Monday, 29 May 2017

Self-healing catalyst films for hydrogen production

Source: RUB (Ruhr-Universität Bochum), 25th May 2017

Chemically aggressive conditions prevail during the manufacture of hydrogen from water. This wears out the catalysts used. It would be practical if they were to regenerate themselves.

Chemists at the Centre for Electrochemical Sciences at Ruhr-Universität Bochum have developed a catalyst with self-healing properties. Under the challenging conditions of water electrolysis for hydrogen production, the catalyst material regenerates itself, as long as the components required for this are present in the electrolyte solution. A team involving Stefan Barwe, Prof Dr Wolfgang Schuhmann and Dr Edgar Ventosa from the Bochum Chair of Analytical Chemistry reports on this in the journal Angewandte Chemie International Edition. The work took place as part of the cluster of excellence Resolv.

Image: The international team from the Bochum Centre for Electrochemical Sciences is working on sophisticated materials for hydrogen synthesis: Stefan Barwe, Dr Corina Andronescu, Prof Dr Wolfgang Schuhmann and Dr Justus Masa (from left to right) © RUB, Kramer

Hydrogen is considered an energy source of the future. However, finding stable and efficient catalysts to synthesise it is a challenge. This synthesis takes place using water electrolysis, with hydrogen created at one electrode and oxygen at the other. The electrodes are covered with a catalyst film, which is attacked during the reaction and becomes less effective.

Catalyst surface forms by itself

In a feasibility study, the Bochum chemists demonstrated a new way of creating a highly stable catalyst film. They added catalyst nanoparticles in the form of a powder to the solution, which surrounds the electrodes. The particles pumped through the electrode chambers collide with the electrode surface; there, a particle film forms based on electrostatic attraction forces. Particles with a positively charged surface are deposited on the anode and particles with a negatively charged surface on the cathode. The catalyst film thus forms by itself.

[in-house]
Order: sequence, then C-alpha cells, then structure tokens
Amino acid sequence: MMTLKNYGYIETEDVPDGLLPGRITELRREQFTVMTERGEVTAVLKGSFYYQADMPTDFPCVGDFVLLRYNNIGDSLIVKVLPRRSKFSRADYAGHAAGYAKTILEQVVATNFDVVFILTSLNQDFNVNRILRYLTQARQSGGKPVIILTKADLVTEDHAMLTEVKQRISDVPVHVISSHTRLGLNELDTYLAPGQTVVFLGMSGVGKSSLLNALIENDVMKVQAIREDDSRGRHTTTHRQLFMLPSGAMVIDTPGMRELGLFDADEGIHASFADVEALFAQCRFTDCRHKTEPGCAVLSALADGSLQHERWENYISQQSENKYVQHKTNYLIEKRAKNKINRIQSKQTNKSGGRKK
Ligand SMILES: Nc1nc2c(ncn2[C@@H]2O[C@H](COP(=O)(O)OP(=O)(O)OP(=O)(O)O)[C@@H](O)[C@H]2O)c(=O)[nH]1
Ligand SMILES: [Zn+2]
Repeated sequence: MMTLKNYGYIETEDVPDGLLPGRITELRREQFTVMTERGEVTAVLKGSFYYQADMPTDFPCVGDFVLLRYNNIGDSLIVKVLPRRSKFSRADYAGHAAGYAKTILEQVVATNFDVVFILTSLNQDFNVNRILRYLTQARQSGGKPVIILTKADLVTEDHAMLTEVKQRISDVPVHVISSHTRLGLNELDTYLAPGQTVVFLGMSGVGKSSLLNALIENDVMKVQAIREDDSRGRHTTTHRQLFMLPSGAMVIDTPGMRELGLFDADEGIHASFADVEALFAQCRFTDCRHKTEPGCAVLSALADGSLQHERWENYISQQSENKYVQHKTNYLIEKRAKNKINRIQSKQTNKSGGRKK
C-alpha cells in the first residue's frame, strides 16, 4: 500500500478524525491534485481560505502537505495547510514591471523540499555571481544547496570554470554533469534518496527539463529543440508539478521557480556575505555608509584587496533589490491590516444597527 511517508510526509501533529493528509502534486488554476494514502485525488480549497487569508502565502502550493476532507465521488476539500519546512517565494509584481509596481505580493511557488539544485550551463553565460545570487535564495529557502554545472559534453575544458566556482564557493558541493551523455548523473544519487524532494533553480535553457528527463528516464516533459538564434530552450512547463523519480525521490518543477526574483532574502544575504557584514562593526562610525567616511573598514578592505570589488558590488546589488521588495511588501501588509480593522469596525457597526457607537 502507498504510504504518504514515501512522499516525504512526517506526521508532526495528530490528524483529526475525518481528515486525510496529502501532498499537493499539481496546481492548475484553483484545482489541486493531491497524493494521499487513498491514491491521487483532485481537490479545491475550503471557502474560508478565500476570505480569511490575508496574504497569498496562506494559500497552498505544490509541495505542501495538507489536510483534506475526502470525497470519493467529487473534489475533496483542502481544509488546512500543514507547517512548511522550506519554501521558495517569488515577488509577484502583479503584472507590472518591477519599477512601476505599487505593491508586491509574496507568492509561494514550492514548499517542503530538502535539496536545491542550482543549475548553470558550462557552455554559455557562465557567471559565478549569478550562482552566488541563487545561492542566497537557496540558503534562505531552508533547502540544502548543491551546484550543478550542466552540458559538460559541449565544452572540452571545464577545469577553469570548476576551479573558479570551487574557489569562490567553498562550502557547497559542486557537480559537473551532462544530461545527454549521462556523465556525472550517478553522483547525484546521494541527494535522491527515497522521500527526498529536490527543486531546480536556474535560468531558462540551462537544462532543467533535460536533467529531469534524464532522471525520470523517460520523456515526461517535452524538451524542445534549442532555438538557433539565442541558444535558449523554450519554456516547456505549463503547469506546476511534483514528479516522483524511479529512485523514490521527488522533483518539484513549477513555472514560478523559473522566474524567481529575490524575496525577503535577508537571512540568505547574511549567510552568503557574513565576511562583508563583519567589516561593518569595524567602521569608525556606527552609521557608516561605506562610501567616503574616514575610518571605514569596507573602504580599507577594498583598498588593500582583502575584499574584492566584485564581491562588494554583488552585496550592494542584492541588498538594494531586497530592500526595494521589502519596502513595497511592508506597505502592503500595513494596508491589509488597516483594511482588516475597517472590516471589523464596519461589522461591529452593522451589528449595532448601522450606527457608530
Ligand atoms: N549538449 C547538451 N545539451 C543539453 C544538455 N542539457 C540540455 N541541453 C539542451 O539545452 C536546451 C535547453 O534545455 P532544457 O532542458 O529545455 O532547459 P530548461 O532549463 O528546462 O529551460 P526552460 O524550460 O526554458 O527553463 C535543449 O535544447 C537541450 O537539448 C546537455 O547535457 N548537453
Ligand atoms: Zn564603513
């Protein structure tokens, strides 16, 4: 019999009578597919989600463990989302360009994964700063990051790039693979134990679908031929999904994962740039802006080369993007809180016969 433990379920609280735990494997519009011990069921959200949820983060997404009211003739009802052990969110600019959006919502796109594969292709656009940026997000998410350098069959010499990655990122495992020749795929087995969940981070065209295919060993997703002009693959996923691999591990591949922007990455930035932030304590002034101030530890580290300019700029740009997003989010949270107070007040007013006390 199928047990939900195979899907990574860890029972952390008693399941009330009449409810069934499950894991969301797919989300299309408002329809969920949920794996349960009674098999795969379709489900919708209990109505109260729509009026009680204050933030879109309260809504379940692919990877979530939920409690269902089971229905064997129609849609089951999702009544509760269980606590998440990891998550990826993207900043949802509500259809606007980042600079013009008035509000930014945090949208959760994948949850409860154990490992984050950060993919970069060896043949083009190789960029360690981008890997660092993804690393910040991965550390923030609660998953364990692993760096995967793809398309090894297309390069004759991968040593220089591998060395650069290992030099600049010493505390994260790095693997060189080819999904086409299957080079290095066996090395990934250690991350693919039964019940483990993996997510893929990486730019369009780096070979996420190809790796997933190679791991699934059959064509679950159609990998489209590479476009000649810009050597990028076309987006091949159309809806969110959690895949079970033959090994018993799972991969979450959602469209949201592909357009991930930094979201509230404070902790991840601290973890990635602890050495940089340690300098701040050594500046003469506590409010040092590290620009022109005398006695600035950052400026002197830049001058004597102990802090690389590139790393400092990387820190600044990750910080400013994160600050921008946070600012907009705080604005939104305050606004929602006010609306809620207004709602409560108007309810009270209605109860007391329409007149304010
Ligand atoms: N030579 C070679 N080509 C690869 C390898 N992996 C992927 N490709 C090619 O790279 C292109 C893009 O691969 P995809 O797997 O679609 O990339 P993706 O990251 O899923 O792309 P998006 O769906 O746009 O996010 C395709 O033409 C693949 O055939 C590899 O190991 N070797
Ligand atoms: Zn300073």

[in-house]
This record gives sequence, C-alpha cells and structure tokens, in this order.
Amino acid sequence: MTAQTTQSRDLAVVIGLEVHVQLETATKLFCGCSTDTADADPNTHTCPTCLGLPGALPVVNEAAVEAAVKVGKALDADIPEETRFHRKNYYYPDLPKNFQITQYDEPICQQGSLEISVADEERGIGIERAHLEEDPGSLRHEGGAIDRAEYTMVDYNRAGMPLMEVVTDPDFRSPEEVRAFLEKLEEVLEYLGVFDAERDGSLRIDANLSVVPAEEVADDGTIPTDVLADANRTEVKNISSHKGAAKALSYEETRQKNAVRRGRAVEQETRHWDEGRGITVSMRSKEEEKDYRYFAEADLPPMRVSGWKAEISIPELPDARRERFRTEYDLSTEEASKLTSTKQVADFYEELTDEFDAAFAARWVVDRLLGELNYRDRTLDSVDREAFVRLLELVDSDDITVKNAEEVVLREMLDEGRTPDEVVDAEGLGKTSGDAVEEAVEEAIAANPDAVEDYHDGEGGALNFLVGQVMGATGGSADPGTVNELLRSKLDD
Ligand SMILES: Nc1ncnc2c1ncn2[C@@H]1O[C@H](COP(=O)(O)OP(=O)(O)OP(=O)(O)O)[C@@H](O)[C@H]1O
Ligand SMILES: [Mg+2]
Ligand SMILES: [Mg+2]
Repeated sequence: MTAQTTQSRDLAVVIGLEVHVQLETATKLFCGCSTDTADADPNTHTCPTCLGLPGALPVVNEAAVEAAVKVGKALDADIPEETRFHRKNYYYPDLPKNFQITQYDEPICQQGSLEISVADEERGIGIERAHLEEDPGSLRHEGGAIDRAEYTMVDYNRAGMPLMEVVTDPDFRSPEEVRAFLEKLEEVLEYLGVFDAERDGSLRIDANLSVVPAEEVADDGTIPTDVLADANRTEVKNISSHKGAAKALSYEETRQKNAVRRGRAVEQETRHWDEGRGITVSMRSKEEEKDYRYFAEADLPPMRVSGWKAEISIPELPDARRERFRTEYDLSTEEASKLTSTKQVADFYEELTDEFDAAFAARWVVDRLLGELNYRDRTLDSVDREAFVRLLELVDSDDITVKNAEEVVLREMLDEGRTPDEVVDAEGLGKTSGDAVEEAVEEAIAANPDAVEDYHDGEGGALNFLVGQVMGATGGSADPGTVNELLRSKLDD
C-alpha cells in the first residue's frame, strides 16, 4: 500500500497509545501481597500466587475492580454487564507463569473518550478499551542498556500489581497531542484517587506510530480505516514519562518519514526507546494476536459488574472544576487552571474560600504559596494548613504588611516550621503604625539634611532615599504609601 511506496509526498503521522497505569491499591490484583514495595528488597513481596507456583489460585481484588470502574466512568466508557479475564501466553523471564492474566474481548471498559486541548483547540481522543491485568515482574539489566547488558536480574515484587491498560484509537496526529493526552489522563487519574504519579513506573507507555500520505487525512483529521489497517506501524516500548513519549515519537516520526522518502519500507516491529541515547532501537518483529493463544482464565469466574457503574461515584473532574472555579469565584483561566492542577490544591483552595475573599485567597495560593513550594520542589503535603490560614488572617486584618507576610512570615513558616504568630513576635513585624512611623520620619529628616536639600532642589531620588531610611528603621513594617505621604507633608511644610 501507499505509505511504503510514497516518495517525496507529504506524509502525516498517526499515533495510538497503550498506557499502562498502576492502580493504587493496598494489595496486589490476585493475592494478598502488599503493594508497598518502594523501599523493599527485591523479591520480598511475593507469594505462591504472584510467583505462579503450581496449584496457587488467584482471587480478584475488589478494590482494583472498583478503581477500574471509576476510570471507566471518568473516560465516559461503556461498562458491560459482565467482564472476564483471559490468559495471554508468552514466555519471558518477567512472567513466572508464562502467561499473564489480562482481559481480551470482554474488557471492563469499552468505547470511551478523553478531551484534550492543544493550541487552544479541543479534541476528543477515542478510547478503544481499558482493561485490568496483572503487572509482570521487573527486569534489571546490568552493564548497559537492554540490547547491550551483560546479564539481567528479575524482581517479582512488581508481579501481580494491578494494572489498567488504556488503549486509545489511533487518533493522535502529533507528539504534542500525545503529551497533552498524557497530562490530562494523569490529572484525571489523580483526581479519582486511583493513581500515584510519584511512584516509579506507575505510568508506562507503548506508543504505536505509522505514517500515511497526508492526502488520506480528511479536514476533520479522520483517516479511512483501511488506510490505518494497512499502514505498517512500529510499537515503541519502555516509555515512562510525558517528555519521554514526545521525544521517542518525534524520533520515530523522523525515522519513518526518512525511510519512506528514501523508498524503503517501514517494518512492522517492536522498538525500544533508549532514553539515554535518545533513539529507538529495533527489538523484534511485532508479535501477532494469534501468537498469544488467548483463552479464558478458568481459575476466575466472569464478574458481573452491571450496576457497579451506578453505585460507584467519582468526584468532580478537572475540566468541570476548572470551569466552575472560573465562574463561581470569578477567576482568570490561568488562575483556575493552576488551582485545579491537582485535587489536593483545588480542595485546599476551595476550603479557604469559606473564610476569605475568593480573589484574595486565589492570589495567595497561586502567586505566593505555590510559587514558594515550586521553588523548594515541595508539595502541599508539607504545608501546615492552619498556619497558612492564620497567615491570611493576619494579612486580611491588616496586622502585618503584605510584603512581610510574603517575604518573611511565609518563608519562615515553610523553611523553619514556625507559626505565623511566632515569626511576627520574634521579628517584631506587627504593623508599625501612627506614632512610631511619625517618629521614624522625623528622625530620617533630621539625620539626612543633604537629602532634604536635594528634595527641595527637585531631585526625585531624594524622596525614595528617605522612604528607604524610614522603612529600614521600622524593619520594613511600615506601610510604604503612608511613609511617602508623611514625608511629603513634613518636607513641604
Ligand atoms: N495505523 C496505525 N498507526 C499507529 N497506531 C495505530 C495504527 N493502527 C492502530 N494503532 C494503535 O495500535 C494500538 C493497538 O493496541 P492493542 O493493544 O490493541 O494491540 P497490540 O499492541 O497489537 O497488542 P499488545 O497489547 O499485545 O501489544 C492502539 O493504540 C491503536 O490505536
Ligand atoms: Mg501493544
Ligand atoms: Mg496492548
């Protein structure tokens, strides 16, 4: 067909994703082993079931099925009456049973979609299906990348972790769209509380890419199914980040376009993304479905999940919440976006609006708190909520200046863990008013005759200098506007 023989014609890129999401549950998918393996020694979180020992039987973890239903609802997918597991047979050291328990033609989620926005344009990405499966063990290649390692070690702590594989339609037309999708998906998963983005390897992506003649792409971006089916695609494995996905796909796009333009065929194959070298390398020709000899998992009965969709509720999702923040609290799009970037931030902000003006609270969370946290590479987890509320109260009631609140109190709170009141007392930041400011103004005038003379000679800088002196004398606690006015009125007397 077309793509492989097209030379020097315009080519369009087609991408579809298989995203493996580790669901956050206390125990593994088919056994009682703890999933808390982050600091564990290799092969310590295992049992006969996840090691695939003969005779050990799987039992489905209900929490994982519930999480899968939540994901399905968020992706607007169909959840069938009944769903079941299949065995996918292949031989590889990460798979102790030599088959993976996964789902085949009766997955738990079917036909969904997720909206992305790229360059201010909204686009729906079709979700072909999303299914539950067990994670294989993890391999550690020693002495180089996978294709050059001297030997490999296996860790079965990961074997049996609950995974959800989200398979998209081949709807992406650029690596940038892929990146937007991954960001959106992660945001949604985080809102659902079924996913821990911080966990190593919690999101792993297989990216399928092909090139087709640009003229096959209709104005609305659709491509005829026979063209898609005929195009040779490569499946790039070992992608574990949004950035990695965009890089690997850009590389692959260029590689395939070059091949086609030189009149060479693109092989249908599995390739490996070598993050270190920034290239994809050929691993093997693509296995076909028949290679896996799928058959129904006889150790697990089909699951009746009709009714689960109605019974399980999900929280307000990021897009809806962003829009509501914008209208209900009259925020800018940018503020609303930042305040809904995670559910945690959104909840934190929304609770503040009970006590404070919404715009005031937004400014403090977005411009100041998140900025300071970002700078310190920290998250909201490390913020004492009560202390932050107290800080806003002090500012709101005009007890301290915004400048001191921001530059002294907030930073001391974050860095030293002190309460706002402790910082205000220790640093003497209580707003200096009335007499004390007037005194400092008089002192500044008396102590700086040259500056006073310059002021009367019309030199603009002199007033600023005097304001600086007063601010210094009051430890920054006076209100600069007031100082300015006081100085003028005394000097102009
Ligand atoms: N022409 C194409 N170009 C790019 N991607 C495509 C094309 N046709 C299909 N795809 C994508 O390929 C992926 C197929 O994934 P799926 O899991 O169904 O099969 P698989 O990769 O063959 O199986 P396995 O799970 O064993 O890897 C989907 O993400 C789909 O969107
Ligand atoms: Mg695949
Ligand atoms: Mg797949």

Via the same mechanism, the catalyst surface regenerated during the reaction. New nanoparticles from the solution moved to the electrodes, where they freshened up the worn catalyst film. This self-healing effect lasted as long as catalyst particles were present in the solution.

Stable for several days

The researchers worked with nickel electrodes. They tested two different catalyst powders for the two electrodes, one a nickel-based material and one a cobalt-based material. All of the catalyst materials formed a film a few micrometres thick on the electrodes, as electron-microscopic captures confirmed. The measurements also showed that functional systems formed that produced hydrogen in a stable manner over several days.

In further studies, the chemists now want to investigate more closely the influence of particle shape and size as well as the influence of the electrolyte solution on the efficiency and stability of the catalysts.


Funding

The German Research Foundation supported the work as part of the cluster of excellence Resolv (EXC1069). Additional funding came from the German Federal Ministry of Education and Research as part of the “Mangan” project (FKZ 03EK3548).

Original publication

Stefan Barwe, Justus Masa, Corina Andronescu, Bastian Mei, Wolfgang Schuhmann, Edgar Ventosa: Overcoming the instability of nanoparticle based catalyst films in alkaline electrolysers by self-assembling and self-healing films, in: Angewandte Chemie International Edition, 2017, DOI: 10.1002/anie.201703963

Press contact

Prof Dr Wolfgang Schuhmann
Chair of Analytical Chemistry
Faculty of Chemistry and Biochemistry
Ruhr-Universität Bochum
Germany
Phone: +49 234 32 26200
Email: wolfgang.schuhmann@rub.de

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